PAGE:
A Columbia College Student Council resolution that would require all CC first-years to take all non-Core classes pass/D/fail in their first semester has drawn mixed reactions from students since it was passed Sunday.
The proposal, which would also change the cap on the number of credits students can take their first semester from 22 to 18, must be approved by Columbia College Dean James Valentini and the Committee on Instruction before going into effect.
Advocates for the policy change, spearheaded by CCSC Academic Affairs Representative Steven Castellano, CC '13, say it would help students adjust to the college workload and ease the transition from high school.
Many students agreed. "The transition to college would be easier," Josephine Wei, CC '13, said. "If I were applying to Columbia again, this would definitely be attractive."
Sammy Simon, CC '14, said that since students come to college from different academic backgrounds and need time to adapt, the policy would be beneficial.
"It's supposed to mark an easy transition for high school students who aren't as well prepared," Simon said. "I think it's a great incentive."
Other students, however, objected to the restrictions in the proposal, which would not allow students to uncover grades.
Jaclyn Willner, CC '14, said that the policy could hurt students in applications for graduate school.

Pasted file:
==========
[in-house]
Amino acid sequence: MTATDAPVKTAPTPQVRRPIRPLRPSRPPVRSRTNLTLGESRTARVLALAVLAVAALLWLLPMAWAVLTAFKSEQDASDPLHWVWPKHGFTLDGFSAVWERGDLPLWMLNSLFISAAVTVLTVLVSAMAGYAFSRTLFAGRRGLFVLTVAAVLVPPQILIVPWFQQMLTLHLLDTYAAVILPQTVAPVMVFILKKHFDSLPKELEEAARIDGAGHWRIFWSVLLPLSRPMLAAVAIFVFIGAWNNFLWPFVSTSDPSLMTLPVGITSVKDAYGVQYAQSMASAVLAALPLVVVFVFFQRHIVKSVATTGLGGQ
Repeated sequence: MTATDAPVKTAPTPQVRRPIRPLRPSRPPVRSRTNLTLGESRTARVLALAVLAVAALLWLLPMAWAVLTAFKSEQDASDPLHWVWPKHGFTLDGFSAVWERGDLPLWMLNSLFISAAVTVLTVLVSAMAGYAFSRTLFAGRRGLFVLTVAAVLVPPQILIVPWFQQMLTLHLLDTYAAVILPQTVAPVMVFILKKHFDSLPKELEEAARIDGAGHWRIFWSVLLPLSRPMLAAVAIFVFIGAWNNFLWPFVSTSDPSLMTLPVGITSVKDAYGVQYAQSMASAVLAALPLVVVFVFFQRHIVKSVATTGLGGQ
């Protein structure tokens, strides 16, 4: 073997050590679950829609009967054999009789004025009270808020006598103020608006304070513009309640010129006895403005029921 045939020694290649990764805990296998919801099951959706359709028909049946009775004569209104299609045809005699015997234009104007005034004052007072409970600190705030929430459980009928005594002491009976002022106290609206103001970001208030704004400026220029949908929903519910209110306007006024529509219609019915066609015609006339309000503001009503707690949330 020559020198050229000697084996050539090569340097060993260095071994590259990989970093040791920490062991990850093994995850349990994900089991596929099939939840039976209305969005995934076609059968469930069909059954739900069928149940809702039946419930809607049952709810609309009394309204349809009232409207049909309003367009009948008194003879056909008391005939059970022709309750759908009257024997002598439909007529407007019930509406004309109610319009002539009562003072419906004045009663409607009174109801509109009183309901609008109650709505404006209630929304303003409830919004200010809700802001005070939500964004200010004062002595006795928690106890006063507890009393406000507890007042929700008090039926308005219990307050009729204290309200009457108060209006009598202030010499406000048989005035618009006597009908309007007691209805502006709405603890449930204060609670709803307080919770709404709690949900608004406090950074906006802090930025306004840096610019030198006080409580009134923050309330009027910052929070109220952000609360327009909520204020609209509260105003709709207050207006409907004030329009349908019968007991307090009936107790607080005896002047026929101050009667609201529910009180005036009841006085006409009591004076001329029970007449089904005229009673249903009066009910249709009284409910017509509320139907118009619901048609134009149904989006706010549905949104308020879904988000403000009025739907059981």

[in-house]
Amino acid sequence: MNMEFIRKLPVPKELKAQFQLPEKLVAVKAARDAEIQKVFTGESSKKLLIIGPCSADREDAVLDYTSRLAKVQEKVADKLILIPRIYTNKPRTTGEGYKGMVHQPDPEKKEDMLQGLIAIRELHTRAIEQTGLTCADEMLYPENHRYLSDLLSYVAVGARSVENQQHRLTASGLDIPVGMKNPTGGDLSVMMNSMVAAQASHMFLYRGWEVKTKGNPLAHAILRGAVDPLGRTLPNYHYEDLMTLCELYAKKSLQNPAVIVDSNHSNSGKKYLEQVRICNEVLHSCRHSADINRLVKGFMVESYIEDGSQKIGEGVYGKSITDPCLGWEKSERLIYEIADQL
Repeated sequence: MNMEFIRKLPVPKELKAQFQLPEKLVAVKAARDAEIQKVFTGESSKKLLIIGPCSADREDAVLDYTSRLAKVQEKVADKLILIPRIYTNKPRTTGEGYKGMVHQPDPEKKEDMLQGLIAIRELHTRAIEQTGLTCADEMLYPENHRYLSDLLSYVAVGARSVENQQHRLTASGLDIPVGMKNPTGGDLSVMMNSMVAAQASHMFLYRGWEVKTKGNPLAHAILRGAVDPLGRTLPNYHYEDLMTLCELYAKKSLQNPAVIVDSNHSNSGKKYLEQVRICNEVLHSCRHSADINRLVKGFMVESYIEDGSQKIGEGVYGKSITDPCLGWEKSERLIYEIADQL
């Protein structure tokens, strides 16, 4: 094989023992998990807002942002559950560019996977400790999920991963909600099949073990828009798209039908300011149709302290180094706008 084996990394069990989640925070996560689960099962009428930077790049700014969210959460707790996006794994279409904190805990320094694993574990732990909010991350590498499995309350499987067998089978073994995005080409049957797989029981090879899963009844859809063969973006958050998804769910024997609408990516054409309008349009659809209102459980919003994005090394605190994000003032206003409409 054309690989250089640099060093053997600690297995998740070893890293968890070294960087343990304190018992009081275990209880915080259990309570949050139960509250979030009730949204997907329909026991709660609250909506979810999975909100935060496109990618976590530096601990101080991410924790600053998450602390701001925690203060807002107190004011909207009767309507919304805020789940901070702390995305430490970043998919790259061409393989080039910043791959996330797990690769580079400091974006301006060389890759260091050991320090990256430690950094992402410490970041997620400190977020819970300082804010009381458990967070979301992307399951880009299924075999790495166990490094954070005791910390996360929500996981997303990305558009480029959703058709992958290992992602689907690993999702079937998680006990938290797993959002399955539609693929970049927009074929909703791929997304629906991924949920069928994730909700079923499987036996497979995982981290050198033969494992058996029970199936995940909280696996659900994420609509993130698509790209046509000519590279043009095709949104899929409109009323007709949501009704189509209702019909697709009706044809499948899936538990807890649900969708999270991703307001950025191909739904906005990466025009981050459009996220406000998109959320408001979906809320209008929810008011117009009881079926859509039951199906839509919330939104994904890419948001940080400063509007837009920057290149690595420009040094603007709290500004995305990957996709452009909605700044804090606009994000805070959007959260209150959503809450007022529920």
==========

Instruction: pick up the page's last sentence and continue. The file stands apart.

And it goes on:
"What would happen when they apply to grad school or law school, where grades are extremely important?" she said.
Willner, who transferred to Columbia from Brandeis University, said that her first semester grades were especially important for her transfer application.
"I'm a transfer student, and I wouldn't have been able to come here if my old school had a policy like that," she said.
In the proposal, Castellano cited Columbia's peer institutions that have already adopted a pass/D/fail policy or having begun conversations about it. At MIT, first-years are graded on a pass/no record basis. If students receive a grade of C or higher in a course, it is recorded as a pass on their transcripts. If they receive a grade of D or F, there will be no record of their having taken the course at all on the transcripts. Swarthmore and Johns Hopkins both have similar policies in place.
Catherine Perloff, a high school junior who was on campus on a college tour Tuesday, said that the pass/D/fail policy would be detrimental to students who work hard to receive good grades.
"It's difficult for students who work incredibly hard and who would normally get an A," Perloff, who is from Los Angeles, said. "Getting an A is different than getting a B."
"If it's just a pass, then you're grouped with everyone who passes, and you won't get as much recognition or credit for how much you're really working," she said.
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